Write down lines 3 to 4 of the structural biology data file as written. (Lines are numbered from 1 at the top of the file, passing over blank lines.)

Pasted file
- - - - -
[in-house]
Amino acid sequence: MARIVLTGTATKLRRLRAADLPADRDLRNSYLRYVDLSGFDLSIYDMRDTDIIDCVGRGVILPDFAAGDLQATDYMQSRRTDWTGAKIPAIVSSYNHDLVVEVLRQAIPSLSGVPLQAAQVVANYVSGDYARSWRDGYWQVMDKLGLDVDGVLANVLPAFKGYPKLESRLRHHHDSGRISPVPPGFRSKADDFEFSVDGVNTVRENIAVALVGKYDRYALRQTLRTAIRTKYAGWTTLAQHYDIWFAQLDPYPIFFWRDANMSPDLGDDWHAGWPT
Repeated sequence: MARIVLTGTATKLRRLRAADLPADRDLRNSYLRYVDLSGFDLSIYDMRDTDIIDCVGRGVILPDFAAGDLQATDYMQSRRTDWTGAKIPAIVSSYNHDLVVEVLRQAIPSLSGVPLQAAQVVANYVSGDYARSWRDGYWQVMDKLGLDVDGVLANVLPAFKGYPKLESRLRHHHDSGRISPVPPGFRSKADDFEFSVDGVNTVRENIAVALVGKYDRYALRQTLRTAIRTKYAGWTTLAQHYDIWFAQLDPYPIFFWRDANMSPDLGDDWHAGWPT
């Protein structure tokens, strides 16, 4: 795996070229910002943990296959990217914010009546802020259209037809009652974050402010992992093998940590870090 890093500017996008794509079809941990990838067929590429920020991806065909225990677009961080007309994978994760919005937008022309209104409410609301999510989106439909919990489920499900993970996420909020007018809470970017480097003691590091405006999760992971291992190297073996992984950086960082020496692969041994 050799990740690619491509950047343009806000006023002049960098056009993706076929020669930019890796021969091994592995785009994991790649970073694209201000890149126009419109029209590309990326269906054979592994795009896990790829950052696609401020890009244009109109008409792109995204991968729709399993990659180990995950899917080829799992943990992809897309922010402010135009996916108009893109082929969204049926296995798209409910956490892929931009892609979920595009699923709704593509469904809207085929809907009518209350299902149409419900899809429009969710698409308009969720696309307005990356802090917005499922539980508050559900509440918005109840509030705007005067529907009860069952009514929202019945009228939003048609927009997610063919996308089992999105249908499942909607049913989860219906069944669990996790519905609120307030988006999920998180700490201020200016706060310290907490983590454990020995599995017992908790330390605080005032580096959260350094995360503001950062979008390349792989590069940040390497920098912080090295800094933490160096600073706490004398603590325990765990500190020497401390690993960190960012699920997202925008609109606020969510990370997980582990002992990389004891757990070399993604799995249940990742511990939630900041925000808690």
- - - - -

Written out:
Repeated sequence: MARIVLTGTATKLRRLRAADLPADRDLRNSYLRYVDLSGFDLSIYDMRDTDIIDCVGRGVILPDFAAGDLQATDYMQSRRTDWTGAKIPAIVSSYNHDLVVEVLRQAIPSLSGVPLQAAQVVANYVSGDYARSWRDGYWQVMDKLGLDVDGVLANVLPAFKGYPKLESRLRHHHDSGRISPVPPGFRSKADDFEFSVDGVNTVRENIAVALVGKYDRYALRQTLRTAIRTKYAGWTTLAQHYDIWFAQLDPYPIFFWRDANMSPDLGDDWHAGWPT
């Protein structure tokens, strides 16, 4: 795996070229910002943990296959990217914010009546802020259209037809009652974050402010992992093998940590870090 890093500017996008794509079809941990990838067929590429920020991806065909225990677009961080007309994978994760919005937008022309209104409410609301999510989106439909919990489920499900993970996420909020007018809470970017480097003691590091405006999760992971291992190297073996992984950086960082020496692969041994 050799990740690619491509950047343009806000006023002049960098056009993706076929020669930019890796021969091994592995785009994991790649970073694209201000890149126009419109029209590309990326269906054979592994795009896990790829950052696609401020890009244009109109008409792109995204991968729709399993990659180990995950899917080829799992943990992809897309922010402010135009996916108009893109082929969204049926296995798209409910956490892929931009892609979920595009699923709704593509469904809207085929809907009518209350299902149409419900899809429009969710698409308009969720696309307005990356802090917005499922539980508050559900509440918005109840509030705007005067529907009860069952009514929202019945009228939003048609927009997610063919996308089992999105249908499942909607049913989860219906069944669990996790519905609120307030988006999920998180700490201020200016706060310290907490983590454990020995599995017992908790330390605080005032580096959260350094995360503001950062979008390349792989590069940040390497920098912080090295800094933490160096600073706490004398603590325990765990500190020497401390690993960190960012699920997202925008609109606020969510990370997980582990002992990389004891757990070399993604799995249940990742511990939630900041925000808690």